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Metabolic Issues Associated With Protease Inhibitors
  JAIDS Journal of Acquired Immune Deficiency Syndromes:Volume 45 Supplement 11 June 2007pp S19-S26
[Supplement Article]
Moyle, Graeme MD, MB,BS
From HIV Medicine, St. Stephens Centre, Chelsea and Westminster Hospital, London, United Kingdom.
Metabolic changes characteristically observed with HIV infection include low total and high-density lipoprotein (HDL) cholesterol and elevated triglycerides. Initiation of antiretroviral therapy (ART) may increase HDL but may also elevate low-density lipoprotein, very-low-density lipoprotein, and triglycerides as well as contribute to insulin resistance and morphologic changes (ie, visceral, breast, local fat accumulation, subcutaneous fat loss). This may result in a risk of cardiovascular disease substantially higher than among age- and sex-matched individuals in the general population. Cardiovascular risk calculators, such as the Framingham calculators, may underestimate risk in the setting of HIV and therapy. The degree of cardiovascular and metabolic risk can be managed with diet and lifestyle interventions and lipid-lowering pharmacotherapy, as in the general population. In addition, drug selection and treatment switching to agents with less impact on metabolic effects can reduce metabolic risk in HIV-positive individuals receiving ART.
Metabolic and morphologic changes are prevalent among HIV-infected individuals treated with antiretroviral therapy (ART). The metabolic disturbances may contribute to a range of morbidities, most notably cardiovascular disease (CVD) and type 2 diabetes mellitus. Changes in lipids may be influenced by drug choice within each of the approved oral drug classes. The incidence of these treatment-associated adverse changes can be minimized through prudent drug selection at treatment initiation and proactive treatment modification.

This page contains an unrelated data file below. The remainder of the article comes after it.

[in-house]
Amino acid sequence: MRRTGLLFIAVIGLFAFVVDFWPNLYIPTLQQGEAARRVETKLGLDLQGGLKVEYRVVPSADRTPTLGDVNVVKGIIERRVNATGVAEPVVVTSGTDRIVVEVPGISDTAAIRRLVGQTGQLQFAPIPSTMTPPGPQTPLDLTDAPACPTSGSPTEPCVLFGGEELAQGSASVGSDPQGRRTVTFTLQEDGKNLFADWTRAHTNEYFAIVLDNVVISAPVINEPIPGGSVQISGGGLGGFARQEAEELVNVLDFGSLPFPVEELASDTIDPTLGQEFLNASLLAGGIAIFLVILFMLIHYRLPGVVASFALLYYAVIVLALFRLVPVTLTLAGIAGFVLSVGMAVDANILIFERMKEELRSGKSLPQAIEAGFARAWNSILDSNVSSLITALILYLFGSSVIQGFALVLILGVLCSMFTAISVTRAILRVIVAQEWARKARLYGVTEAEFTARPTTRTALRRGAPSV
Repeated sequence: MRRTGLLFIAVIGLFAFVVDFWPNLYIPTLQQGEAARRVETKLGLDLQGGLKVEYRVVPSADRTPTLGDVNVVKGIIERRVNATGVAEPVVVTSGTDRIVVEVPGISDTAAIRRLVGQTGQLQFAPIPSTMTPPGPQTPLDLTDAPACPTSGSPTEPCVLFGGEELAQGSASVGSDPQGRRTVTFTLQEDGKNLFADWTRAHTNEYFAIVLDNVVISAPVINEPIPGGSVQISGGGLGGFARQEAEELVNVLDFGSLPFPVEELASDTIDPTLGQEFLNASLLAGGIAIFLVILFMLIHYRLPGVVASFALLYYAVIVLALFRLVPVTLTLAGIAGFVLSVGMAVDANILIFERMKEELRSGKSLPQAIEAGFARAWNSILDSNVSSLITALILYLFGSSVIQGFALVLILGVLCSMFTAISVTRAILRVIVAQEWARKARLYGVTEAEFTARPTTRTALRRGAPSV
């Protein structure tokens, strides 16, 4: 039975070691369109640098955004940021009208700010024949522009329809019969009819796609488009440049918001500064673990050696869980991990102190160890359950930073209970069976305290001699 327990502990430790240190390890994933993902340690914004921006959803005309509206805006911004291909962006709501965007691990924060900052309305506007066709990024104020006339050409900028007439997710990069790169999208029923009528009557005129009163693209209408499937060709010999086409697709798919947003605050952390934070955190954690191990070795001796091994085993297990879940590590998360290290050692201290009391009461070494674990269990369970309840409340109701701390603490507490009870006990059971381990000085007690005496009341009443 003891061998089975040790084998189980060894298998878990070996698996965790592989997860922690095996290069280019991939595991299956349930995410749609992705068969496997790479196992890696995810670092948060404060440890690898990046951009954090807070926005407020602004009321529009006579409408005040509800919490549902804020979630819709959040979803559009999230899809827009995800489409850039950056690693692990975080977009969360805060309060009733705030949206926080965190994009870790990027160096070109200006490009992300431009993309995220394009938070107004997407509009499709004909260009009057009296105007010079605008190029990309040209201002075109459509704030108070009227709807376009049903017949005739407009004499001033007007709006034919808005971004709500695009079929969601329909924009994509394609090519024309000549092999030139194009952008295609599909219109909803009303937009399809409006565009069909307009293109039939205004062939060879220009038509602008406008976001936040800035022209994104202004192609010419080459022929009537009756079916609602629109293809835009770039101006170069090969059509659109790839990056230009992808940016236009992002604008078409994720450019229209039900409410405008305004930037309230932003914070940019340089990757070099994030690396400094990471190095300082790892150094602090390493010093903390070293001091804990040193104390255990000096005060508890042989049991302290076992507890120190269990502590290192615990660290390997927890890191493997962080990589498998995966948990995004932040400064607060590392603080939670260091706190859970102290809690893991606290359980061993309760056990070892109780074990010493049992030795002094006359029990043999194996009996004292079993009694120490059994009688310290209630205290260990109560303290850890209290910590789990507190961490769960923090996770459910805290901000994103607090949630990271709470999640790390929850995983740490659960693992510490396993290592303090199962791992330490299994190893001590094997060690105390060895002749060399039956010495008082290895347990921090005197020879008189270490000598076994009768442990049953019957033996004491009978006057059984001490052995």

Metabolic changes characteristically observed with HIV infection include low total and high-density lipoprotein (HDL) cholesterol and elevated triglycerides. After initiation of ART, HDL cholesterol may correct upward; however, other changes commonly associated with ART include the following:
* Elevated total and low-density lipoprotein (LDL) cholesterol
* Elevated very-low-density lipoprotein (VLDL) cholesterol and triglycerides
* Insulin resistance with hyperglycemia, particularly in susceptible individuals
* Morphologic changes (ie, visceral, breast, local fat accumulation, subcutaneous fat loss)
Visceral fat accumulation leads to increased waist circumference. When this condition is accompanied by insulin resistance, low HDL cholesterol, elevated triglycerides, and hypertension, this constellation of signs and symptoms commonly observed in the general population is referred to as the metabolic syndrome. This syndrome is recognized with increasing frequency within general medical practice, has an age- and gender-related prevalence, and is overrepresented in populations experiencing CVD and type 2 diabetes. Once established, the metabolic syndrome is a vicious cycle that is hard to break. Lipid accumulation in the liver, pancreas, skeletal muscle, and visceral sites attributable to abnormal peripheral storage contributes to insulin resistance, thereby further exacerbating problems with peripheral lipid storage and glucose handling. Thus, avoiding initial establishment of the syndrome may be particularly relevant to limiting the risk of CVD and type 2 diabetes mellitus.
This review discusses the consequences and management of risk for CVD and type 2 diabetes mellitus in persons with HIV infection and focuses on the role that choice of protease inhibitor (PI) may play in the observed changes in the metabolic parameters during ART that harbinger these events.